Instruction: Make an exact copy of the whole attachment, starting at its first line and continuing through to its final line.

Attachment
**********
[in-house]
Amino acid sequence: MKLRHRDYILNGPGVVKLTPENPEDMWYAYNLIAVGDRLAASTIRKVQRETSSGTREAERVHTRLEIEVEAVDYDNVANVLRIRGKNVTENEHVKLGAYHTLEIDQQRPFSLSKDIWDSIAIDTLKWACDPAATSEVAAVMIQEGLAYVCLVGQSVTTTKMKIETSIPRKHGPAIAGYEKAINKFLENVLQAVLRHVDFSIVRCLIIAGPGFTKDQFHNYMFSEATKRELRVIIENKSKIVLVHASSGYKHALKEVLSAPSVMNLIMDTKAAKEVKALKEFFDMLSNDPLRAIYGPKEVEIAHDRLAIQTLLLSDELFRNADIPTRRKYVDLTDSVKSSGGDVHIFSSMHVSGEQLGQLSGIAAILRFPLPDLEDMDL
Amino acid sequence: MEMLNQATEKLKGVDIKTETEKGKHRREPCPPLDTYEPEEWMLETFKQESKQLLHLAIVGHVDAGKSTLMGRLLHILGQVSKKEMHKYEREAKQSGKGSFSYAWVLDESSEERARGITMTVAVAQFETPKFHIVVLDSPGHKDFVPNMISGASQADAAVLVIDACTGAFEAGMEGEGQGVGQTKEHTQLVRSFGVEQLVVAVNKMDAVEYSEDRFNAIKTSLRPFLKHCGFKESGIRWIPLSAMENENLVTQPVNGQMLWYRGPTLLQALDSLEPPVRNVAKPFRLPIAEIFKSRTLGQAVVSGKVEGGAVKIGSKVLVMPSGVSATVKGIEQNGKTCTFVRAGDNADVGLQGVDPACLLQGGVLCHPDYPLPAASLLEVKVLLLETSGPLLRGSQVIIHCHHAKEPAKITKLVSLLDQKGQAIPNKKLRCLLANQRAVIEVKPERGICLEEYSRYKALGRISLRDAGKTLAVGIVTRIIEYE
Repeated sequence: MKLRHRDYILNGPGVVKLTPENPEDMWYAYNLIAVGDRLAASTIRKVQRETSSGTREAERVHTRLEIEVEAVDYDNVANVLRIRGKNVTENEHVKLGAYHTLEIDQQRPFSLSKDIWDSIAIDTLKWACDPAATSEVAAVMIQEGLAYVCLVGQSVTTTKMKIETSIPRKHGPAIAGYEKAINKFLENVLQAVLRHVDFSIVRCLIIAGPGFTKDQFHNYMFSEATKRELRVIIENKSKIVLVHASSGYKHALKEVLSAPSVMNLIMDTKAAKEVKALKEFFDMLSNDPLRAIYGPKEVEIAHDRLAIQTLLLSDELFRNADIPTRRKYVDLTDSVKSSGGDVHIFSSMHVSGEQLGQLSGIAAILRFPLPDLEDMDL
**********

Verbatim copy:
[in-house]
Amino acid sequence: MKLRHRDYILNGPGVVKLTPENPEDMWYAYNLIAVGDRLAASTIRKVQRETSSGTREAERVHTRLEIEVEAVDYDNVANVLRIRGKNVTENEHVKLGAYHTLEIDQQRPFSLSKDIWDSIAIDTLKWACDPAATSEVAAVMIQEGLAYVCLVGQSVTTTKMKIETSIPRKHGPAIAGYEKAINKFLENVLQAVLRHVDFSIVRCLIIAGPGFTKDQFHNYMFSEATKRELRVIIENKSKIVLVHASSGYKHALKEVLSAPSVMNLIMDTKAAKEVKALKEFFDMLSNDPLRAIYGPKEVEIAHDRLAIQTLLLSDELFRNADIPTRRKYVDLTDSVKSSGGDVHIFSSMHVSGEQLGQLSGIAAILRFPLPDLEDMDL
Amino acid sequence: MEMLNQATEKLKGVDIKTETEKGKHRREPCPPLDTYEPEEWMLETFKQESKQLLHLAIVGHVDAGKSTLMGRLLHILGQVSKKEMHKYEREAKQSGKGSFSYAWVLDESSEERARGITMTVAVAQFETPKFHIVVLDSPGHKDFVPNMISGASQADAAVLVIDACTGAFEAGMEGEGQGVGQTKEHTQLVRSFGVEQLVVAVNKMDAVEYSEDRFNAIKTSLRPFLKHCGFKESGIRWIPLSAMENENLVTQPVNGQMLWYRGPTLLQALDSLEPPVRNVAKPFRLPIAEIFKSRTLGQAVVSGKVEGGAVKIGSKVLVMPSGVSATVKGIEQNGKTCTFVRAGDNADVGLQGVDPACLLQGGVLCHPDYPLPAASLLEVKVLLLETSGPLLRGSQVIIHCHHAKEPAKITKLVSLLDQKGQAIPNKKLRCLLANQRAVIEVKPERGICLEEYSRYKALGRISLRDAGKTLAVGIVTRIIEYE
Repeated sequence: MKLRHRDYILNGPGVVKLTPENPEDMWYAYNLIAVGDRLAASTIRKVQRETSSGTREAERVHTRLEIEVEAVDYDNVANVLRIRGKNVTENEHVKLGAYHTLEIDQQRPFSLSKDIWDSIAIDTLKWACDPAATSEVAAVMIQEGLAYVCLVGQSVTTTKMKIETSIPRKHGPAIAGYEKAINKFLENVLQAVLRHVDFSIVRCLIIAGPGFTKDQFHNYMFSEATKRELRVIIENKSKIVLVHASSGYKHALKEVLSAPSVMNLIMDTKAAKEVKALKEFFDMLSNDPLRAIYGPKEVEIAHDRLAIQTLLLSDELFRNADIPTRRKYVDLTDSVKSSGGDVHIFSSMHVSGEQLGQLSGIAAILRFPLPDLEDMDL